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This course is a graduate-level introduction to normative ethical theory, touching also on some metaethical issues. Our main goal will be to understand and examine different kinds of normative ethical theory: a theory that aims to answer substantive moral questions, such as: What acts are right or wrong? What kind of person should I be? We will discuss the contrast between utilitarian, or more broadly consequentialist, moral theories, and Kantian, or more broadly deontological, theories. We will discuss the relative strengths and weaknesses of these types of normative ethical theory, as well as the third major approach to normative theory, virtue ethics, which focuses primarily on personal character. We will finally consider the role of theory in ethics, and the demandingness objection to major ethical theories.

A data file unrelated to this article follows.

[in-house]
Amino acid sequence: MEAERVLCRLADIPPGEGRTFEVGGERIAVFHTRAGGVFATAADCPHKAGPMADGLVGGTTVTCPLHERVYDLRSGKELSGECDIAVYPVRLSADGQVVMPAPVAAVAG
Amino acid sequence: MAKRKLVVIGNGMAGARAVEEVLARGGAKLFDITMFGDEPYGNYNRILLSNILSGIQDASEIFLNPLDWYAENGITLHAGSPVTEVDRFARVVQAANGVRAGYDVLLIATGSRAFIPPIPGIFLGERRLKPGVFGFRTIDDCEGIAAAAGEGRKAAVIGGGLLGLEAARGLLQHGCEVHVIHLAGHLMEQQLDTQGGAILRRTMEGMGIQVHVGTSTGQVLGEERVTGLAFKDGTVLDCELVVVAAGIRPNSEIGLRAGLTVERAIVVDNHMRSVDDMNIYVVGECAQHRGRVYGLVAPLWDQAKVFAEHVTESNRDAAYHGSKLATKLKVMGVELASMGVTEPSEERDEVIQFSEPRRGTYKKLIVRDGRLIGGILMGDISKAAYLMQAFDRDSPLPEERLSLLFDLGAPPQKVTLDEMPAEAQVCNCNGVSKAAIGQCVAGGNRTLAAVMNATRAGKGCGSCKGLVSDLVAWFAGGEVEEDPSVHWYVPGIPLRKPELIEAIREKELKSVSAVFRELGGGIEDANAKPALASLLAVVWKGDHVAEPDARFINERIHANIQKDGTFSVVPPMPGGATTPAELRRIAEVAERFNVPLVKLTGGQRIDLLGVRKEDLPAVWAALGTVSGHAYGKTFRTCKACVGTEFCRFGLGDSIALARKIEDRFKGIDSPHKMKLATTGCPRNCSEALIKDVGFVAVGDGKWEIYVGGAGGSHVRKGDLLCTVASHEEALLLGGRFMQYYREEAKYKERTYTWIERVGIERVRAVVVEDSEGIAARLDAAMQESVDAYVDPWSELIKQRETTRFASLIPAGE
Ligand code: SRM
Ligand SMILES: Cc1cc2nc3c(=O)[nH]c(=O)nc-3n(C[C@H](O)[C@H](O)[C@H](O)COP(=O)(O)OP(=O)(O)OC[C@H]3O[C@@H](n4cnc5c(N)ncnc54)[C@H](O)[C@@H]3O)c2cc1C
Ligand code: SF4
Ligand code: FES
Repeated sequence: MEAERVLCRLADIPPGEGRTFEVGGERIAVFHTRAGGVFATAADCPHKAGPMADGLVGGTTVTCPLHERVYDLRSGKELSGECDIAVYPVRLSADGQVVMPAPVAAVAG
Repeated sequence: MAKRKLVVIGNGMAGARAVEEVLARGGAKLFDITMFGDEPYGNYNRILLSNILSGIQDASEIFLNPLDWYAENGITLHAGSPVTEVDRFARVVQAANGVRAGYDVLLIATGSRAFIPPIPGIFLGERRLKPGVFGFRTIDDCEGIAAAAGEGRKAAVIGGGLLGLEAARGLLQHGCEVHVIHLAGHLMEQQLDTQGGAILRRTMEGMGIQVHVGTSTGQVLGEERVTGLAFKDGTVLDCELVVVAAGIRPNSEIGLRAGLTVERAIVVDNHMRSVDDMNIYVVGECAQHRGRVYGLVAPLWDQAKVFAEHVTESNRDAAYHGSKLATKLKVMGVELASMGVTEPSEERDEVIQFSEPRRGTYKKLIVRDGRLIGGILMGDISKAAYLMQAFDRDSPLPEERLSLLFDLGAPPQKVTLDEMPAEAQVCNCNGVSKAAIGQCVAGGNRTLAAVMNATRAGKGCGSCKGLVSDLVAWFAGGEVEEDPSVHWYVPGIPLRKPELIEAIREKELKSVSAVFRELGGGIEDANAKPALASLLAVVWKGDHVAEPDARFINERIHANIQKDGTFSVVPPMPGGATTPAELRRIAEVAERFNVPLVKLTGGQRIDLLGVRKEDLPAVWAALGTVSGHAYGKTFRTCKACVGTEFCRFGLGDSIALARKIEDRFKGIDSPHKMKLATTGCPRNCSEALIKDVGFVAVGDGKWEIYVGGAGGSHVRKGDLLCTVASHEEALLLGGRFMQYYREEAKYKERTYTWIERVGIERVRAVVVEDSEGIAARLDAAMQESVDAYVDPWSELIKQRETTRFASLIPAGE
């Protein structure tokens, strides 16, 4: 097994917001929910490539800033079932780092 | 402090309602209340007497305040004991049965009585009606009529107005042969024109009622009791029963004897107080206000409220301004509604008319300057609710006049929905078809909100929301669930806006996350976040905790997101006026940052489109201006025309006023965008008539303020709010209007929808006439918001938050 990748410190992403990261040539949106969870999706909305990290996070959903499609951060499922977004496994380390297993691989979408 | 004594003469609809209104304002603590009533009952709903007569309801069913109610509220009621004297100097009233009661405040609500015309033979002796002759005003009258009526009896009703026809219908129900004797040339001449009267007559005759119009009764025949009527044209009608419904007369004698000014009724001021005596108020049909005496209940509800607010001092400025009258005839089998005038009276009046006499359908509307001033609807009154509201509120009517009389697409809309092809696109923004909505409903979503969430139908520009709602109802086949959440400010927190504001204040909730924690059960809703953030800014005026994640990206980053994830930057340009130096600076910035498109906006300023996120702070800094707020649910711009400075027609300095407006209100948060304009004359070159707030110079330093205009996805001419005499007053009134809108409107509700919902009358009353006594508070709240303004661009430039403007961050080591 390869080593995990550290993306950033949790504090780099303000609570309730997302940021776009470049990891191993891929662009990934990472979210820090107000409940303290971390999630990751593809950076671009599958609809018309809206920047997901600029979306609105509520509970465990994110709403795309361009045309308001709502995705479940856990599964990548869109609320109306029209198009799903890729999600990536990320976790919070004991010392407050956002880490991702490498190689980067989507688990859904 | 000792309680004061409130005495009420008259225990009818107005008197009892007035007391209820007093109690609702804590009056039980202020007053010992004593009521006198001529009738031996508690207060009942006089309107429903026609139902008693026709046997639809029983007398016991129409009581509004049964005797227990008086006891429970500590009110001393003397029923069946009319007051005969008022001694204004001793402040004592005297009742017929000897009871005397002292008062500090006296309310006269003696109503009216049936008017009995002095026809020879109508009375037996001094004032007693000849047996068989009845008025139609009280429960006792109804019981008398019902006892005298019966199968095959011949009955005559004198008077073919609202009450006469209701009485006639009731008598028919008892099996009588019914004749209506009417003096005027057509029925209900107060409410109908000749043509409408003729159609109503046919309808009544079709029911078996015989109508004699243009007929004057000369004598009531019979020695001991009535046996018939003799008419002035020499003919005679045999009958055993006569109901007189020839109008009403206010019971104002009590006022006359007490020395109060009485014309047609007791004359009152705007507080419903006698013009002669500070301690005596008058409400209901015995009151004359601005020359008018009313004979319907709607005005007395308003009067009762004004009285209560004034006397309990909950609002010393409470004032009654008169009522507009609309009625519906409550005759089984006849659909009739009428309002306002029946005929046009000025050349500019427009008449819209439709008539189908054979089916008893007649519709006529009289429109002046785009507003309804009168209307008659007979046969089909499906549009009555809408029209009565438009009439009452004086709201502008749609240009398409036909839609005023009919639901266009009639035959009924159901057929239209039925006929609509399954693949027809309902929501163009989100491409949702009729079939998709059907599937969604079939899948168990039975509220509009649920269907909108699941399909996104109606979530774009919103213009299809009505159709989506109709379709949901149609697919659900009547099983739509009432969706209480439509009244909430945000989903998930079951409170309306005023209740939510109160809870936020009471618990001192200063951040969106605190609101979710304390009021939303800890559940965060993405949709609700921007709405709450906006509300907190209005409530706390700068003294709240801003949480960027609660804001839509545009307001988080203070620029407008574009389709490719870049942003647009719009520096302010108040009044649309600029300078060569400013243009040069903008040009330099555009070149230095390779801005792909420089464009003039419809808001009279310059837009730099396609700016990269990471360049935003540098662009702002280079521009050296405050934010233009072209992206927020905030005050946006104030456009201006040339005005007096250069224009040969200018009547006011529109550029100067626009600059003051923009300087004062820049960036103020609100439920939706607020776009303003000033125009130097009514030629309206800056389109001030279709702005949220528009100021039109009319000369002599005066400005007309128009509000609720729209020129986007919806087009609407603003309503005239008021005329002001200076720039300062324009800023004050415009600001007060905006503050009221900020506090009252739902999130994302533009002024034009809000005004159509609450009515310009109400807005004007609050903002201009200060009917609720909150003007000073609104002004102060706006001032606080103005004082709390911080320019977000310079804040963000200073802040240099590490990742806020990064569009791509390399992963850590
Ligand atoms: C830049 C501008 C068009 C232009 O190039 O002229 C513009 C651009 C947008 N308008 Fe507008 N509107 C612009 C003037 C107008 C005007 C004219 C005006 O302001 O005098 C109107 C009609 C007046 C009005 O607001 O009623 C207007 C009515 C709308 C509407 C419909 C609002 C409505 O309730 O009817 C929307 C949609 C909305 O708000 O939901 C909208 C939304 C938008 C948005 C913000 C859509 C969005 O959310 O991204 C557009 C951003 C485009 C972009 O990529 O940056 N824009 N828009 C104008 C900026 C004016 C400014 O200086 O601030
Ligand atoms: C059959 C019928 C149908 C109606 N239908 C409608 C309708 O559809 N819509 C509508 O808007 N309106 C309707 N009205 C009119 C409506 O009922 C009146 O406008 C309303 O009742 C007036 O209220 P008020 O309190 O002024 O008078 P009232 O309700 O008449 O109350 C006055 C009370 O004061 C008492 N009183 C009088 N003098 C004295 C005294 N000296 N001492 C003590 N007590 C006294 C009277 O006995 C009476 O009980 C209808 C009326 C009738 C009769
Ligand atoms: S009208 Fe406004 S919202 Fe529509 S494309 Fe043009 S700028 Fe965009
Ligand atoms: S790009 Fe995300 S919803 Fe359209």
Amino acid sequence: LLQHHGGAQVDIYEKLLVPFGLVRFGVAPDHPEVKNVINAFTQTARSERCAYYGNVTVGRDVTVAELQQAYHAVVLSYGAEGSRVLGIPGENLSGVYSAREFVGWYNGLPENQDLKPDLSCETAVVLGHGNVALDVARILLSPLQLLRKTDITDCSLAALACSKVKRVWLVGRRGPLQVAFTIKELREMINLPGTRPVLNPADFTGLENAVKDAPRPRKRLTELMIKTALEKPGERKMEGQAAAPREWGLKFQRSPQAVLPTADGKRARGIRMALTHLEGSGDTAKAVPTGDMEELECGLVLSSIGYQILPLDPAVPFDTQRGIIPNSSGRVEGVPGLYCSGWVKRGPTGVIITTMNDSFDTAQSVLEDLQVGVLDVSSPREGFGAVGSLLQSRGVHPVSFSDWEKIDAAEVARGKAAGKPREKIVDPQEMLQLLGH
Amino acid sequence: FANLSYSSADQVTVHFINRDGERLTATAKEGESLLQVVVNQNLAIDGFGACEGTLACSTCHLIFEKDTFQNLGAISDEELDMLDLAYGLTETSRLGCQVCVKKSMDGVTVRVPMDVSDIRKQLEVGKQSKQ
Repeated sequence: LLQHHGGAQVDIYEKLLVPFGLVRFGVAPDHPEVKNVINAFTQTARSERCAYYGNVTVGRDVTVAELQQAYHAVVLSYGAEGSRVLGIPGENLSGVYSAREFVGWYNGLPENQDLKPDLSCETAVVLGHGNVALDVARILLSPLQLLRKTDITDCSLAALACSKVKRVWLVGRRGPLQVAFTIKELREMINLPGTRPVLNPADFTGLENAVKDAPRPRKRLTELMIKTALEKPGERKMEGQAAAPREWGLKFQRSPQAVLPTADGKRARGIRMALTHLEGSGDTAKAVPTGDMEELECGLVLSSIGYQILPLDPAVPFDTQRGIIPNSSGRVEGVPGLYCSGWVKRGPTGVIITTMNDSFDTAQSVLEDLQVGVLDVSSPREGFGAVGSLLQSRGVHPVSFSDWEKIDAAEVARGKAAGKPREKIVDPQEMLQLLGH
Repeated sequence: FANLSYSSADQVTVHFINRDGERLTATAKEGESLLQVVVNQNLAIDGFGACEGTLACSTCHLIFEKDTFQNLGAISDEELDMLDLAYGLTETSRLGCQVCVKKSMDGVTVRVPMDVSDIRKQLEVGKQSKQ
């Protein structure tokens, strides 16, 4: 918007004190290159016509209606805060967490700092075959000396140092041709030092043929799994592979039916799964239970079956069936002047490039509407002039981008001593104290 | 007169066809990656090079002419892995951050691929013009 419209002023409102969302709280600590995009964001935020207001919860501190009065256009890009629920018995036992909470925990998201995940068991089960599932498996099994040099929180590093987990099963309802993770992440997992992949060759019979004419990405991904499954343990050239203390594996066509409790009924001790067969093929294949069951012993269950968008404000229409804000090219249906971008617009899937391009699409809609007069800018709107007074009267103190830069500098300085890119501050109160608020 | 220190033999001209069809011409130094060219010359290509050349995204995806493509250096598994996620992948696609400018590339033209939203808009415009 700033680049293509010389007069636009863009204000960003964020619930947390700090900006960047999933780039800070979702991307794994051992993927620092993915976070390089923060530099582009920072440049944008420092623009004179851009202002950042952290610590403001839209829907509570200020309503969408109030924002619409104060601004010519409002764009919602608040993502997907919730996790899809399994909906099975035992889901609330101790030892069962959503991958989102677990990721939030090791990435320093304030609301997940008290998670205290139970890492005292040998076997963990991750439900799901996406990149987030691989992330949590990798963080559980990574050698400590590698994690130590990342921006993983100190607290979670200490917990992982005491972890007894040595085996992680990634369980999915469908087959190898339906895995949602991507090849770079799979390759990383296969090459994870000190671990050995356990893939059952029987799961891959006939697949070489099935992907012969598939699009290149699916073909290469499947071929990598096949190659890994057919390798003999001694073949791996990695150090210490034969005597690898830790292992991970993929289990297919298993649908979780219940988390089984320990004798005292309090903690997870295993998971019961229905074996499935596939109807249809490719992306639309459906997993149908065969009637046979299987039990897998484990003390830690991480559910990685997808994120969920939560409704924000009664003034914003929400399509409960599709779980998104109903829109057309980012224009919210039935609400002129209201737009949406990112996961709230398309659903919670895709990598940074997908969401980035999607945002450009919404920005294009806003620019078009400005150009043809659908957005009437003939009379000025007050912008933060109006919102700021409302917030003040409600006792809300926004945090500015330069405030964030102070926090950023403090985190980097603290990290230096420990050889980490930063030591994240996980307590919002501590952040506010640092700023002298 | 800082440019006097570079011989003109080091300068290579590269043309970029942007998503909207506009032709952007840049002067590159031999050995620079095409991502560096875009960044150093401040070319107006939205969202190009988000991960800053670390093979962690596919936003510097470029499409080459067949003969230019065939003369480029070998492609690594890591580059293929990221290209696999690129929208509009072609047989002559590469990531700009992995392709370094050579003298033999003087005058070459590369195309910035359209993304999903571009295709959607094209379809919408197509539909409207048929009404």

Students will discuss readings before class on Perusall, and there will be a midterm informal position paper (600-800 words) on an assigned question, graded pass/fail. Grades for the class will be based on a final written exam. 

For one-year MA students: Participation: 15% Critical analysis of a text (up to 800 words): 20% Final paper (up to 2500 words): 65%